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Day 57 - Mr. Rogers, Emotional Intelligence & The Buddha

(For my friend Bob)


I went to see the Mr. Rogers movie last night and was struck at how much of an anomaly he was. When I was a kid growing up, my parents called him the creepy guy so I called him the creepy guy. I am sure there were a lot of people that called him that...or worse.


Truth be told he was ahead of his time in many ways. He tackled subjects that no one else was talking to kids about: death, divorce, war. He was mainly concerned with helping children learn how to handle and process their feelings. I watched that show a lot as a kid but I never remembering feeling like I was getting instruction to manage myself and emotions. Why did I miss that?


Probably I missed it because it was easy to miss. This was not an area that one received a great deal of reinforcement. I do not remember anyone talking to me as a kid about how to handle hard emotions. I am sure that my parents did on some level but I do not remember it.

Fred Rogers was a kind of Buddha. An enlightened being. He lived by his values and what he valued were people. It must not have been easy to be him. I am sure that on more than one occasion he wanted to be someone else. Be able to express anger inappropriately - yell, scream, have an affair. But that was not who he was. He seemed to intuitively know that which the rest of us struggle...it is all about how you react to your own feelings. Fred Rogers was emotionally intelligent before there was even a phrase to describe it.


It made me think of how little time I really give to my own emotions. I can’t tell you one way that I manage anger besides yelling. Maybe writing. But seriously I do not have a go to thing to do when I am pissed. Mr. Rogers used to bang on the low keys on his piano a few times, swim laps or walk. It seems ridiculous but I never really thought about how I deal with hard feelings until last night sitting in that movie. I know that I have coping strategies. Everyone does. What struck me was that Fred Rogers had them at the ready - they were things he did everyday to deal with the every day feelings of anger, frustration and dis-ease. It put it in a whole new perspective for me.


I have a lot of daily practices: writing, meditating, yoga, reading a couple daily spiritual books. I even have a daily practice that kind of inventories my spiritual nature. But I have never thought about having a daily practice to assist me with dealing with hard emotions, especially anger. I began to think new thoughts - thoughts that made me reframe my current world and how I am living it. I realized that what I think Fred was talking about was what we call stress management today. What am I doing for myself to alleviate the daily stressors I feel so that I can be emotionally heathy?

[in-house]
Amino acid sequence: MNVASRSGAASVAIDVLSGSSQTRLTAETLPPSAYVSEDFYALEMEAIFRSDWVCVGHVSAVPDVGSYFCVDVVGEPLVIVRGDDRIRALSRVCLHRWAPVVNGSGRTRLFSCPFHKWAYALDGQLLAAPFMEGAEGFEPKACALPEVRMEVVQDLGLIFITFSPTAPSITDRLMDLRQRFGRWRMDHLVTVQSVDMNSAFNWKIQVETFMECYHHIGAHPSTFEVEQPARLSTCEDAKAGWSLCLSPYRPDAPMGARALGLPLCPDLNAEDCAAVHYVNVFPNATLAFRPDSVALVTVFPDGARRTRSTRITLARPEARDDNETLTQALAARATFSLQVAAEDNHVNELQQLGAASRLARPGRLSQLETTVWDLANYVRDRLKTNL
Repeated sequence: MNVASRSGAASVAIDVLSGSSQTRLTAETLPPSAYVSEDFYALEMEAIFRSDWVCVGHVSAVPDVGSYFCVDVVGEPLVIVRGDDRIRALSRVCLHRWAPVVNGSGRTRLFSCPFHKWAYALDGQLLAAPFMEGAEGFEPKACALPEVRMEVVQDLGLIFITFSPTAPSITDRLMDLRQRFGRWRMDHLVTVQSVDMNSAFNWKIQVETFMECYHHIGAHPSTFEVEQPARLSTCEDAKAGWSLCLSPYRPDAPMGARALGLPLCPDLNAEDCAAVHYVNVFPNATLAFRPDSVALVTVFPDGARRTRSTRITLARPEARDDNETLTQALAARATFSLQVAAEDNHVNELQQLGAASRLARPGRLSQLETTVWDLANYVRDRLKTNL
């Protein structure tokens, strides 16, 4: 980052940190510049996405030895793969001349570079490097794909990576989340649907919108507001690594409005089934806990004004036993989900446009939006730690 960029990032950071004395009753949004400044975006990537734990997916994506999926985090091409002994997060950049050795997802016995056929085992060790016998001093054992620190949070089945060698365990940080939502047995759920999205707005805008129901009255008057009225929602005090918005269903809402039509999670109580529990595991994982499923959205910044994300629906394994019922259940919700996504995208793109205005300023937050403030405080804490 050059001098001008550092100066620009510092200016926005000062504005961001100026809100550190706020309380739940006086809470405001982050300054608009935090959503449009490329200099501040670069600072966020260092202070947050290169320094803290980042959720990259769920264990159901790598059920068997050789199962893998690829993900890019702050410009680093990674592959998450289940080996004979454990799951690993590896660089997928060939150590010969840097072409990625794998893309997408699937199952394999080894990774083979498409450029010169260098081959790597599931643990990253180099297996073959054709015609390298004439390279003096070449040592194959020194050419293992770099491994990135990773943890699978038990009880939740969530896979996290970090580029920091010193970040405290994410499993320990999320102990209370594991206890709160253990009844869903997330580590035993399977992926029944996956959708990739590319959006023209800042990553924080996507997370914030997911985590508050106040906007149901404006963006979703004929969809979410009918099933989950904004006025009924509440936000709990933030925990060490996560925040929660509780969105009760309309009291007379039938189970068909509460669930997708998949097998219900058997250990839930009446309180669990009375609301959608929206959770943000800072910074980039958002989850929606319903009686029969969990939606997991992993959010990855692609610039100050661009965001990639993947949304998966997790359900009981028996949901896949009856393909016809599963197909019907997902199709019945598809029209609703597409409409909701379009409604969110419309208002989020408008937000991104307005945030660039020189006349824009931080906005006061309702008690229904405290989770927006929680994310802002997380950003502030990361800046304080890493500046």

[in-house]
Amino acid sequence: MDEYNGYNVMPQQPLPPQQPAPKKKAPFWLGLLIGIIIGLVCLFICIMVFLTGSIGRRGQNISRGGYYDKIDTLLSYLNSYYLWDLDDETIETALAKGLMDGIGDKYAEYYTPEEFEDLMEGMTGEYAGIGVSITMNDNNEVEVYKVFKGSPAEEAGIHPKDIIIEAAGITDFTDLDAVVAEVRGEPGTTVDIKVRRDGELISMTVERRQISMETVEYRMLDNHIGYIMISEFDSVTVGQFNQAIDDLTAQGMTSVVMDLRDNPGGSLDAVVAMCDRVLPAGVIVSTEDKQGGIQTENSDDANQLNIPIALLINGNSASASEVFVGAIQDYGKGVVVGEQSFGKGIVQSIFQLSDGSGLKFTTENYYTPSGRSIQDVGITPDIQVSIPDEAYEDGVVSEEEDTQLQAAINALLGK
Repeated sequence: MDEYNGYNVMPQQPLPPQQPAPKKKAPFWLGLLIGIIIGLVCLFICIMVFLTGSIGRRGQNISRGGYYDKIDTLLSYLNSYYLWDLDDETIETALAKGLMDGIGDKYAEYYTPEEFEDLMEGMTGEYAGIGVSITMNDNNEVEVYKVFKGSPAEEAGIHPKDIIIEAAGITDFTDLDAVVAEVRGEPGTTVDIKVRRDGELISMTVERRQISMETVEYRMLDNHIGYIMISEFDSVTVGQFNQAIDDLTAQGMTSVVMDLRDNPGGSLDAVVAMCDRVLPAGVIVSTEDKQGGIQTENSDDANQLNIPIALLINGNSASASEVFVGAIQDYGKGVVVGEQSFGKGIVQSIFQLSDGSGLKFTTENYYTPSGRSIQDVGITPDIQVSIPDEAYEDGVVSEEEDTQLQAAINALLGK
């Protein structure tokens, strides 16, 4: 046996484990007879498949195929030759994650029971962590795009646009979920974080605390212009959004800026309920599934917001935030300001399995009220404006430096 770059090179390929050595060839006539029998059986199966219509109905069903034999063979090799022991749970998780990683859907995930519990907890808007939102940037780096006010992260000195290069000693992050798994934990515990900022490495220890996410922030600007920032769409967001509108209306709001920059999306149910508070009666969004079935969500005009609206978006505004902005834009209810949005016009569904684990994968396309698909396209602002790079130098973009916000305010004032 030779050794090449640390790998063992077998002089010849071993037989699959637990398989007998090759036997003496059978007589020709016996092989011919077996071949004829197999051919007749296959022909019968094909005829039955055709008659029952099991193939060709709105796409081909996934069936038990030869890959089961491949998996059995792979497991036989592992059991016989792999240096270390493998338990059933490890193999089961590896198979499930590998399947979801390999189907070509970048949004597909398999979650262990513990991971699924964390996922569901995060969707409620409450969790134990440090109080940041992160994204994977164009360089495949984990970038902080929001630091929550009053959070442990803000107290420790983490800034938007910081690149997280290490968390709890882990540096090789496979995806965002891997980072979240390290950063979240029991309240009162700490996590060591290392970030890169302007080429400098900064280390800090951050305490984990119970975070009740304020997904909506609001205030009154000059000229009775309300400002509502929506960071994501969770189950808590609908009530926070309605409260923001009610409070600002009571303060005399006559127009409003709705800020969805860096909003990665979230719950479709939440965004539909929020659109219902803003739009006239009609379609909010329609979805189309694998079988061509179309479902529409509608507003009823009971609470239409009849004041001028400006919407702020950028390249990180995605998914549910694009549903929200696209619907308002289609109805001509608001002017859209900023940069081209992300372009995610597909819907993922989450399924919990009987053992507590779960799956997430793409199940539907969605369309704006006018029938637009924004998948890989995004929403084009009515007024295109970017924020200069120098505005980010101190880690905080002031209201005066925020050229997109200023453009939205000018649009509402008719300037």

Fred Rogers seemed to be a beacon to others who struggled with hard emotions, anger in particular. I think this might be because he unlocked something in himself and then dedicated his life to helping others do the same. I am pretty fricking sure that is exactly what a Buddha is. Someone who has worked out their own shit and then helps whomever crosses their path do the same.


To say that my childhood TV personality was transformed for me last night would be an understatement. I think I might start a new religion and call it Mr. Rogersism. We would all change our clothes when we came inside so that our homes were always comfortable; we literally shed all the perils of the outside world. I would have a make-believe world that I could go to when my internal or external world got to be too much to handle. That world would include friends that were flawed but kind. People who were aligned with me and my path. I would have people around me that would remind me to marvel at the every day things that seem unimportant...like spending 5 minutes learning how magazines are made. We would not eat food that came from beings with a mother. We would be interested in our fellows, their struggles, their joys. We could and would delight in any opportunity to be kind. Wait, I just described Buddhism. So relieved that I am not now responsible for creating and maintaining a new religion!


What I am going to do is to honor this man that was a hero to many and displayed an incredible amount of courage. It could not have been easy to be Mr. Rogers in our world. We do not live in a place that really values kindness, goodness and friendship. We didn’t in Fred’s time and I think we do even less today. We pay a lot of lip service to those ideals. I can only imagine how hard it must have been to have been Fred Rogers. The ridicule, jokes and complete misunderstanding of who and what he was. Being Fred Rogers could not have been easy but despite that fact, he made the best of it. He was true to himself and his beliefs and then lived a life true to his convictions. He was himself even though his way of being was unpopular, a departure from the norm and often misunderstood. I think Fred Rogers lived his best life and in so doing, helped a lot of others do the same. I can’t think of one reason to not follow in his footsteps. If I learned anything from watching the movie last night, I learned this: It takes a lot of courage to be different, to be kind and to take in all the hardness in the world. But it can be done. One just has to think of everyone else as a neighbor.



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